Dockmaster Rick was there to assist us in fueling up, pumping out, and tying up on a face dock. We registered in the stunning Harbour Club house with lounge, pool tables, library and dining facilities upstairs (dining room only open on the weekends so we missed that). Rick offered us the courtesy car to go into Oriental to get groceries, and suggested the Silo’s restaurant, a popular local place which happened to have a two-for-one pizza deal on Tuesdays. We took him up on the suggestion, and drove into Oriental at 5:00 pm, taking a look around town before stocking up at the Town-and-Country grocery store, and then stopping at the Silos – a restaurant actually built in modern galvanized steel grain silos! Indeed it was the place to be on a Tuesday  for locals – couples, families and groups of seniors all out enjoying their dinner. The pizza was great, and a bargain – we took one home for lunch the next day!

Wedding chapel and cottages for rent at River Dunes

Wedding chapel and cottages for rent at River Dunes

We spent the next day doing boat, computer and paperwork chores. The laundry was a good deal at $1 a load, and the wifi was great – they must have had repeaters on the docks because so often we are disappointed that we are not able to reach the advertised ‘free wifi’ at marinas from our boat on the dock.  My main chore was doing our tax return – groan… After a rocky start collecting together all the necessary slips, online forms and receipts, I made good progress and completed the task by early evening. Despite the chore day, we enjoyed our time – the sun was shining and the facilities were superb. The bathrooms definitely go to the top of my list for the best ‘land loos’ of the year so far! The spa-like showers had steam-bath controls, rain heads and multiple body showers.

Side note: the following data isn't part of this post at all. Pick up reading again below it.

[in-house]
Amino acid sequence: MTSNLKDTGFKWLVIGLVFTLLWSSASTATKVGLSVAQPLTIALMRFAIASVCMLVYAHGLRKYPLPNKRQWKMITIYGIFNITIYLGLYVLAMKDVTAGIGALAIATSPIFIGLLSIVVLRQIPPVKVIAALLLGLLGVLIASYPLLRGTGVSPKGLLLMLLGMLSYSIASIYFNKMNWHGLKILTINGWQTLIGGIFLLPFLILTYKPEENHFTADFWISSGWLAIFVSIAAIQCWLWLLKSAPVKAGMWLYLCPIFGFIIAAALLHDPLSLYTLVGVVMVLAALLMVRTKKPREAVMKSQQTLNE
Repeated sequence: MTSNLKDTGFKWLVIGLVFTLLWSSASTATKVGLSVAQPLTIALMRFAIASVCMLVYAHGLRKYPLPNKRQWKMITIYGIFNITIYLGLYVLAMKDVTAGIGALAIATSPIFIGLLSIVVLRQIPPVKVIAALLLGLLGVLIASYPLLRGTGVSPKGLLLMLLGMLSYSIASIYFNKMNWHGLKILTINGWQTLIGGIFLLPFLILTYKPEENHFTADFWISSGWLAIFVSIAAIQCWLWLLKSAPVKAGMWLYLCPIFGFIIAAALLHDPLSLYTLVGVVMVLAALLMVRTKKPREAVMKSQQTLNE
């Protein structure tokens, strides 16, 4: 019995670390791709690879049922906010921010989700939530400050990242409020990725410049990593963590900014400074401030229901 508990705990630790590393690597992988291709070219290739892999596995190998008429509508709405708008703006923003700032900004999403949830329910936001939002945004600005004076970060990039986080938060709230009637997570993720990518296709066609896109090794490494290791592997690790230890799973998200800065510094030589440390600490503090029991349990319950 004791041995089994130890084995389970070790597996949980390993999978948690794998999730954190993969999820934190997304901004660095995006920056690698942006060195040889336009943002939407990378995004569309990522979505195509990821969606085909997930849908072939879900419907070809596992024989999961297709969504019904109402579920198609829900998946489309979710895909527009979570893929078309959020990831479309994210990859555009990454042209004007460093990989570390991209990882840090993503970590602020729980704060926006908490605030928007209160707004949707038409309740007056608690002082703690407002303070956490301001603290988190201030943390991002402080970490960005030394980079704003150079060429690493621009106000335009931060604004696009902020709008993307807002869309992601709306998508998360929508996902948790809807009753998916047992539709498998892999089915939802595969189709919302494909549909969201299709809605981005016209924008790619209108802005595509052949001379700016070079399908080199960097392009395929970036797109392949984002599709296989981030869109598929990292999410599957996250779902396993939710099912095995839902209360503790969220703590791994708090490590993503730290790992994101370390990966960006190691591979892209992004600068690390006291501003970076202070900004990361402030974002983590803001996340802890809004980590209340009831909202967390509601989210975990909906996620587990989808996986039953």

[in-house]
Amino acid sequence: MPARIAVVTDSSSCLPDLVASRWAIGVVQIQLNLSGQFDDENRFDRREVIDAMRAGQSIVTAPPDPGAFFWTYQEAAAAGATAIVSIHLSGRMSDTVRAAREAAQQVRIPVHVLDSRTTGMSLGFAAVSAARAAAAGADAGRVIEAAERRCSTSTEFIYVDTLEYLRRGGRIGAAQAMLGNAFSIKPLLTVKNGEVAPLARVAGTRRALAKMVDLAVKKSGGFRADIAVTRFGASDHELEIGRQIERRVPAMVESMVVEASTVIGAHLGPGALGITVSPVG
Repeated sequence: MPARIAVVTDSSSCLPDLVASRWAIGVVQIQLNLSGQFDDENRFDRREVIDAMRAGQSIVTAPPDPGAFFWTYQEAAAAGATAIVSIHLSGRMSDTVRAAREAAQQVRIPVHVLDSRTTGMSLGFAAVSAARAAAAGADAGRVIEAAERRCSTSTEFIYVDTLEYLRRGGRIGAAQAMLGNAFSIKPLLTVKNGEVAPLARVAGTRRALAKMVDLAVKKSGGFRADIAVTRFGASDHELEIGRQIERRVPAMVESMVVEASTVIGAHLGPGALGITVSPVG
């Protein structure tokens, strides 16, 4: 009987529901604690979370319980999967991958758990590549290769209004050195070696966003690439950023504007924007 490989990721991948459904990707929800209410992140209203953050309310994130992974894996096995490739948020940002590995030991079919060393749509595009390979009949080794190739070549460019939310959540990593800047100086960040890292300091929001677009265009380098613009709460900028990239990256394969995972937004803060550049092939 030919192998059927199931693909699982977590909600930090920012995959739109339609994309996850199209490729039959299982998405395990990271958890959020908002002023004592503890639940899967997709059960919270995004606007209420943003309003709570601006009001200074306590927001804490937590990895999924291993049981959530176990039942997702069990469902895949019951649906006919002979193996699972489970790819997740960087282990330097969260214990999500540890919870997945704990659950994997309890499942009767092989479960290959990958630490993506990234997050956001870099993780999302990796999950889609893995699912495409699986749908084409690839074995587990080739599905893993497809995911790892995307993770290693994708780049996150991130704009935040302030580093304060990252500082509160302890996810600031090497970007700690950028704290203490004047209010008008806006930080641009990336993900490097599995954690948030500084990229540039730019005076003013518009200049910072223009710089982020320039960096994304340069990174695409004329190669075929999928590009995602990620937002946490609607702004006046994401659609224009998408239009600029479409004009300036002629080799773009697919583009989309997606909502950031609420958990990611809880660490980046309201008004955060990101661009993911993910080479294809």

We stayed an extra half a day, for me to make family skype calls and finish blogging. Skipper Steve meantime studied weather and routing and came up with a change in plan. With nasty weather forecast for later in the week, he wanted to make sure we crossed the Albermarle Sound (which can be nasty) while the building winds were still from the south, before they clocked to the north. This meant longer legs so that we could make Elizabeth City in 2 days rather than 3.

I Ching sailing down the Neuse - we have leap frogged each other several times since we first saw them at St. Augustine

I Ching sailing down the Neuse – we have leap frogged each other several times since we first saw them at St. Augustine

We were ready to leave at lunch-time. Thankfully favourable south winds enabled us to sail most of the way – down the wide-open Neuse River leg, and the Bay River before traversing the Hobucken Canal to the Goose River which popped us back out into the wide-open Pamlico River followed by the Pungo River.

Hobucken is a great shrimp depot - this little dock offered fuel and seafood!

Hobucken is a great shrimp depot – this little dock offered fuel and seafood!

We passed the town of Belhaven as the evening drew on and chose an anchorage just off the ICW near Scranton Creek in the Pungo River, where we felt we would have reasonable protection from the strong southerlies. We dropped the hook just before sunset, pleased with our progress, and had a peaceful night, holding straight on our trusty anchor.

View our photo journal for River Dunes.

Map: